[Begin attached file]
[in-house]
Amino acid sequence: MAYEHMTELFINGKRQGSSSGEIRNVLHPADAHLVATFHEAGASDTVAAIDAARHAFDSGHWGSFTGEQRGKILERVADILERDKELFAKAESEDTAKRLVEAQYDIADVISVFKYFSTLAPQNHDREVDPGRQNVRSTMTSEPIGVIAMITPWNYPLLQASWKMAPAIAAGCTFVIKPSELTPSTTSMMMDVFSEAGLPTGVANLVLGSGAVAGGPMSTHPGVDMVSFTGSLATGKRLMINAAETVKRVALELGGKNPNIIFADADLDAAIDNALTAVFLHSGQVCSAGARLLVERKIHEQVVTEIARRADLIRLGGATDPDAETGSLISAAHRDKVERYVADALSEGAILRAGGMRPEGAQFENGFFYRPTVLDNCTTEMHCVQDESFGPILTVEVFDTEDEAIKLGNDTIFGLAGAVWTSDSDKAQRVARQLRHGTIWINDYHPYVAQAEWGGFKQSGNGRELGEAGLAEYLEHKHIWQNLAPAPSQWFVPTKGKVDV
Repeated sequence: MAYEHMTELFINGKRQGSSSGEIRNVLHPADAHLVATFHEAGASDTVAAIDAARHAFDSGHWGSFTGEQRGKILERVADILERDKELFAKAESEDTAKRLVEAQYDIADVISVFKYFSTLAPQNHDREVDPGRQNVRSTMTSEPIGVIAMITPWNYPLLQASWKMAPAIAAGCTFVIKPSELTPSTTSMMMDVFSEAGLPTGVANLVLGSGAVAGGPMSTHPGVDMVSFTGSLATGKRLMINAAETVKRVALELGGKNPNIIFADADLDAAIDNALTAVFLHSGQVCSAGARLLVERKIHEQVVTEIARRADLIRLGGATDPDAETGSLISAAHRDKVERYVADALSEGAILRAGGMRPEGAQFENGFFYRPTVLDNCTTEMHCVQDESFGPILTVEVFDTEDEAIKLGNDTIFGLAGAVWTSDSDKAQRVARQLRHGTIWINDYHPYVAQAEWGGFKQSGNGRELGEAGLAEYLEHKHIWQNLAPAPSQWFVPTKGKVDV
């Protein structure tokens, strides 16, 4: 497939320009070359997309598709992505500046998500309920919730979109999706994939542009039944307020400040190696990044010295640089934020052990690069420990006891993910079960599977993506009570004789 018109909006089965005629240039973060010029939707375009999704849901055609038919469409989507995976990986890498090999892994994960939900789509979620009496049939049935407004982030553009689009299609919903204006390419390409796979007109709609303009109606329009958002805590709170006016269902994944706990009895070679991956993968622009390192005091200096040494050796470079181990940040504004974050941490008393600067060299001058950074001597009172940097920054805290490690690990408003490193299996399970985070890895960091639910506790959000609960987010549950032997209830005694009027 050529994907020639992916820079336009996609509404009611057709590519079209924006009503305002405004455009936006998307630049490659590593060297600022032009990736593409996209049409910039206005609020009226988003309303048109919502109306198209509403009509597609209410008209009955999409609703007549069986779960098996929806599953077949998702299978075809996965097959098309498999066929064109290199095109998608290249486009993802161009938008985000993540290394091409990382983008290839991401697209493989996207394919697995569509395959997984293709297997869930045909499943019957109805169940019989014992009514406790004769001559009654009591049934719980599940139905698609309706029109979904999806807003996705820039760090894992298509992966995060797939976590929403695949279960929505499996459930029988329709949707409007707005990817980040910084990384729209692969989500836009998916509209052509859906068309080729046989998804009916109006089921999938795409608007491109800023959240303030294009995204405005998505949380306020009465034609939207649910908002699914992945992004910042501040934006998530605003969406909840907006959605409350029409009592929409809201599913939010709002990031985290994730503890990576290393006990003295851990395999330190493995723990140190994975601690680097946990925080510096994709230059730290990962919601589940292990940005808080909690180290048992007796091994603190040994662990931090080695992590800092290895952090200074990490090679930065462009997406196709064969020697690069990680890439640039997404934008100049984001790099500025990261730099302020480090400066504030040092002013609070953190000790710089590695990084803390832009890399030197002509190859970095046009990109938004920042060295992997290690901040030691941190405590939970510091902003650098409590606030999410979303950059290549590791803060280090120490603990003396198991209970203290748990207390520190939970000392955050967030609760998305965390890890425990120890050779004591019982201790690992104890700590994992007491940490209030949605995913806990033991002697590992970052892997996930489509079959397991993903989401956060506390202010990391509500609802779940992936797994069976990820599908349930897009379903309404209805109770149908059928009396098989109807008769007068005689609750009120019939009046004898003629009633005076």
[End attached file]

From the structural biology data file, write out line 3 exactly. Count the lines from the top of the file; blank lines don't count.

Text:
Repeated sequence: MAYEHMTELFINGKRQGSSSGEIRNVLHPADAHLVATFHEAGASDTVAAIDAARHAFDSGHWGSFTGEQRGKILERVADILERDKELFAKAESEDTAKRLVEAQYDIADVISVFKYFSTLAPQNHDREVDPGRQNVRSTMTSEPIGVIAMITPWNYPLLQASWKMAPAIAAGCTFVIKPSELTPSTTSMMMDVFSEAGLPTGVANLVLGSGAVAGGPMSTHPGVDMVSFTGSLATGKRLMINAAETVKRVALELGGKNPNIIFADADLDAAIDNALTAVFLHSGQVCSAGARLLVERKIHEQVVTEIARRADLIRLGGATDPDAETGSLISAAHRDKVERYVADALSEGAILRAGGMRPEGAQFENGFFYRPTVLDNCTTEMHCVQDESFGPILTVEVFDTEDEAIKLGNDTIFGLAGAVWTSDSDKAQRVARQLRHGTIWINDYHPYVAQAEWGGFKQSGNGRELGEAGLAEYLEHKHIWQNLAPAPSQWFVPTKGKVDV